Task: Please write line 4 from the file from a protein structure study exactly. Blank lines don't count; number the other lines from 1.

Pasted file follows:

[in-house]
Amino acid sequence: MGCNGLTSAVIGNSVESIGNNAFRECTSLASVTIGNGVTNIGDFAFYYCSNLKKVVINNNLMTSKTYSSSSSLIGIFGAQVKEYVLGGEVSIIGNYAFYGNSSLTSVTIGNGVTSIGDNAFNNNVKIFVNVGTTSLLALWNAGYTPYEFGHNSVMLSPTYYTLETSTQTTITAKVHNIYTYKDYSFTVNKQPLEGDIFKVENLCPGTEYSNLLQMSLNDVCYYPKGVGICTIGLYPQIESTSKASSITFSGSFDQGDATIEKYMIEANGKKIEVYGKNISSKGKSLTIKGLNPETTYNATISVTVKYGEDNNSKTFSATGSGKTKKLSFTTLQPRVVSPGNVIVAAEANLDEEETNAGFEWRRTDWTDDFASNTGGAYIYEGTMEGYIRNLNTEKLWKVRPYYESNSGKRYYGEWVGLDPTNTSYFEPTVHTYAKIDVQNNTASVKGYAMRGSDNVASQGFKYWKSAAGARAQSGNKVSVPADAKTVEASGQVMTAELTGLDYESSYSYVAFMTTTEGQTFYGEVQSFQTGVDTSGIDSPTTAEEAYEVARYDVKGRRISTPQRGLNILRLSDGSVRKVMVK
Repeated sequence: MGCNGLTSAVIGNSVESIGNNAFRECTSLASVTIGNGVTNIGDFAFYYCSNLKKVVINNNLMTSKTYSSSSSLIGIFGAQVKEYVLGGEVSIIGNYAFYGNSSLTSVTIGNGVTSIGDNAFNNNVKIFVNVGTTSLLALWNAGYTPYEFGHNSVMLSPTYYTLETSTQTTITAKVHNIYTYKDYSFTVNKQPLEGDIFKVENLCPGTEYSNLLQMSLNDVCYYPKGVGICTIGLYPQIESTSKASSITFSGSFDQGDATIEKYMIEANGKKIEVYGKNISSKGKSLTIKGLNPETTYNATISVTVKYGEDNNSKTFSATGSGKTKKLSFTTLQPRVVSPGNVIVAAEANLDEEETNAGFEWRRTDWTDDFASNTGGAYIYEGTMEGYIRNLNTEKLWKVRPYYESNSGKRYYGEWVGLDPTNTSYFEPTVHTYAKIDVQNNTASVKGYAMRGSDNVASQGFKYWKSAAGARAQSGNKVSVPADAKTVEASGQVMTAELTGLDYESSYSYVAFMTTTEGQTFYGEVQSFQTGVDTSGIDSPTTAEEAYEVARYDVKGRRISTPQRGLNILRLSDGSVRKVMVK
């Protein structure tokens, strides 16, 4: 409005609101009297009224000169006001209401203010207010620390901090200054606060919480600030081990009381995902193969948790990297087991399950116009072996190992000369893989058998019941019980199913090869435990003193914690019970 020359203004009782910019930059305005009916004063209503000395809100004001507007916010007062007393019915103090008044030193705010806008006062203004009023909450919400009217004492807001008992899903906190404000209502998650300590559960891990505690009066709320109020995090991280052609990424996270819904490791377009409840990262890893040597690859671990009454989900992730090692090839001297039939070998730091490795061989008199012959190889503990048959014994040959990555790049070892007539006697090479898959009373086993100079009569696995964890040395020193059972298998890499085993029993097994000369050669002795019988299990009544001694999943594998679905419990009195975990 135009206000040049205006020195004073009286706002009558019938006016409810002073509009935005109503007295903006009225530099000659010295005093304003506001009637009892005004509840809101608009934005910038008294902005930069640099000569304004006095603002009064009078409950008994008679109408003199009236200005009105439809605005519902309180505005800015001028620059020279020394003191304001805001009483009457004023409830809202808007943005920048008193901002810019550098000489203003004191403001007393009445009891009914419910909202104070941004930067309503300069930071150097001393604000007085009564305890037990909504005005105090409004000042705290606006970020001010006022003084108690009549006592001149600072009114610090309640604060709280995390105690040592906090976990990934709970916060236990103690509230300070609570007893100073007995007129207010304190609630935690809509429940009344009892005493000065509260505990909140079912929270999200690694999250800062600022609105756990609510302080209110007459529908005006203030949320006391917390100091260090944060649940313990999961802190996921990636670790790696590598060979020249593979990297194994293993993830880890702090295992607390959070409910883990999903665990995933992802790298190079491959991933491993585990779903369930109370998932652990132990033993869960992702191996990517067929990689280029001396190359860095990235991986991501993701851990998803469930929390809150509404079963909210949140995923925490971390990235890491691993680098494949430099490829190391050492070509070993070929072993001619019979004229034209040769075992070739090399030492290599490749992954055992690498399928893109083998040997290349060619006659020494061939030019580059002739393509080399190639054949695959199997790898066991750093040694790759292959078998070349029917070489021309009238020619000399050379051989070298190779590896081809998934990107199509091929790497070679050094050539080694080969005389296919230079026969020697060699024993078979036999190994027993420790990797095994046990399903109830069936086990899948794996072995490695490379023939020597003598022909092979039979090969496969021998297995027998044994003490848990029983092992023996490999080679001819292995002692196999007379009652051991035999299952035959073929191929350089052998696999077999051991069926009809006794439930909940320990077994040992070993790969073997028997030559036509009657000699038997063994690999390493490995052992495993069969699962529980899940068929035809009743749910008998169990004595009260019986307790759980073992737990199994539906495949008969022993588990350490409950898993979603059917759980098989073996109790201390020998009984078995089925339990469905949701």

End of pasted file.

């Protein structure tokens, strides 16, 4: 409005609101009297009224000169006001209401203010207010620390901090200054606060919480600030081990009381995902193969948790990297087991399950116009072996190992000369893989058998019941019980199913090869435990003193914690019970 020359203004009782910019930059305005009916004063209503000395809100004001507007916010007062007393019915103090008044030193705010806008006062203004009023909450919400009217004492807001008992899903906190404000209502998650300590559960891990505690009066709320109020995090991280052609990424996270819904490791377009409840990262890893040597690859671990009454989900992730090692090839001297039939070998730091490795061989008199012959190889503990048959014994040959990555790049070892007539006697090479898959009373086993100079009569696995964890040395020193059972298998890499085993029993097994000369050669002795019988299990009544001694999943594998679905419990009195975990 135009206000040049205006020195004073009286706002009558019938006016409810002073509009935005109503007295903006009225530099000659010295005093304003506001009637009892005004509840809101608009934005910038008294902005930069640099000569304004006095603002009064009078409950008994008679109408003199009236200005009105439809605005519902309180505005800015001028620059020279020394003191304001805001009483009457004023409830809202808007943005920048008193901002810019550098000489203003004191403001007393009445009891009914419910909202104070941004930067309503300069930071150097001393604000007085009564305890037990909504005005105090409004000042705290606006970020001010006022003084108690009549006592001149600072009114610090309640604060709280995390105690040592906090976990990934709970916060236990103690509230300070609570007893100073007995007129207010304190609630935690809509429940009344009892005493000065509260505990909140079912929270999200690694999250800062600022609105756990609510302080209110007459529908005006203030949320006391917390100091260090944060649940313990999961802190996921990636670790790696590598060979020249593979990297194994293993993830880890702090295992607390959070409910883990999903665990995933992802790298190079491959991933491993585990779903369930109370998932652990132990033993869960992702191996990517067929990689280029001396190359860095990235991986991501993701851990998803469930929390809150509404079963909210949140995923925490971390990235890491691993680098494949430099490829190391050492070509070993070929072993001619019979004229034209040769075992070739090399030492290599490749992954055992690498399928893109083998040997290349060619006659020494061939030019580059002739393509080399190639054949695959199997790898066991750093040694790759292959078998070349029917070489021309009238020619000399050379051989070298190779590896081809998934990107199509091929790497070679050094050539080694080969005389296919230079026969020697060699024993078979036999190994027993420790990797095994046990399903109830069936086990899948794996072995490695490379023939020597003598022909092979039979090969496969021998297995027998044994003490848990029983092992023996490999080679001819292995002692196999007379009652051991035999299952035959073929191929350089052998696999077999051991069926009809006794439930909940320990077994040992070993790969073997028997030559036509009657000699038997063994690999390493490995052992495993069969699962529980899940068929035809009743749910008998169990004595009260019986307790759980073992737990199994539906495949008969022993588990350490409950898993979603059917759980098989073996109790201390020998009984078995089925339990469905949701």